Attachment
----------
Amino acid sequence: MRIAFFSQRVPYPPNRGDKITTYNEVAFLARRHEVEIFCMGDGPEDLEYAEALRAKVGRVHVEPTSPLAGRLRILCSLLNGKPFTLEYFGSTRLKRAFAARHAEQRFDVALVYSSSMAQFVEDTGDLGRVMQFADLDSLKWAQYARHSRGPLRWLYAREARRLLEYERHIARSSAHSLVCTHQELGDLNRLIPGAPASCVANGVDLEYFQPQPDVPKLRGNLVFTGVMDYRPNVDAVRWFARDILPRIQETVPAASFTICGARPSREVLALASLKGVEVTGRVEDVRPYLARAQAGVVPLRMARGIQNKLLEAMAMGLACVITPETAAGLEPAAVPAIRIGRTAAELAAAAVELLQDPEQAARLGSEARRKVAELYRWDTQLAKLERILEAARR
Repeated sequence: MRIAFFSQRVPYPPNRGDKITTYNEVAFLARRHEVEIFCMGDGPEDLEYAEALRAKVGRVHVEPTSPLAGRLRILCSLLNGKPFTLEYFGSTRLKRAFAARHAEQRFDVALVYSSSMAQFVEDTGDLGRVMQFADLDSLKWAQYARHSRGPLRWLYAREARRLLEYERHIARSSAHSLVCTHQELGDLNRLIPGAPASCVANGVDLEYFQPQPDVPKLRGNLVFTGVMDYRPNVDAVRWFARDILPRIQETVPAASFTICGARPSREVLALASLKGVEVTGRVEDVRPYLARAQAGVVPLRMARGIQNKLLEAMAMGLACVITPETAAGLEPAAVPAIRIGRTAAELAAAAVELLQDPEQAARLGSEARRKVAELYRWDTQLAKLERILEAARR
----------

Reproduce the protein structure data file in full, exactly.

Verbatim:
Amino acid sequence: MRIAFFSQRVPYPPNRGDKITTYNEVAFLARRHEVEIFCMGDGPEDLEYAEALRAKVGRVHVEPTSPLAGRLRILCSLLNGKPFTLEYFGSTRLKRAFAARHAEQRFDVALVYSSSMAQFVEDTGDLGRVMQFADLDSLKWAQYARHSRGPLRWLYAREARRLLEYERHIARSSAHSLVCTHQELGDLNRLIPGAPASCVANGVDLEYFQPQPDVPKLRGNLVFTGVMDYRPNVDAVRWFARDILPRIQETVPAASFTICGARPSREVLALASLKGVEVTGRVEDVRPYLARAQAGVVPLRMARGIQNKLLEAMAMGLACVITPETAAGLEPAAVPAIRIGRTAAELAAAAVELLQDPEQAARLGSEARRKVAELYRWDTQLAKLERILEAARR
Repeated sequence: MRIAFFSQRVPYPPNRGDKITTYNEVAFLARRHEVEIFCMGDGPEDLEYAEALRAKVGRVHVEPTSPLAGRLRILCSLLNGKPFTLEYFGSTRLKRAFAARHAEQRFDVALVYSSSMAQFVEDTGDLGRVMQFADLDSLKWAQYARHSRGPLRWLYAREARRLLEYERHIARSSAHSLVCTHQELGDLNRLIPGAPASCVANGVDLEYFQPQPDVPKLRGNLVFTGVMDYRPNVDAVRWFARDILPRIQETVPAASFTICGARPSREVLALASLKGVEVTGRVEDVRPYLARAQAGVVPLRMARGIQNKLLEAMAMGLACVITPETAAGLEPAAVPAIRIGRTAAELAAAAVELLQDPEQAARLGSEARRKVAELYRWDTQLAKLERILEAARR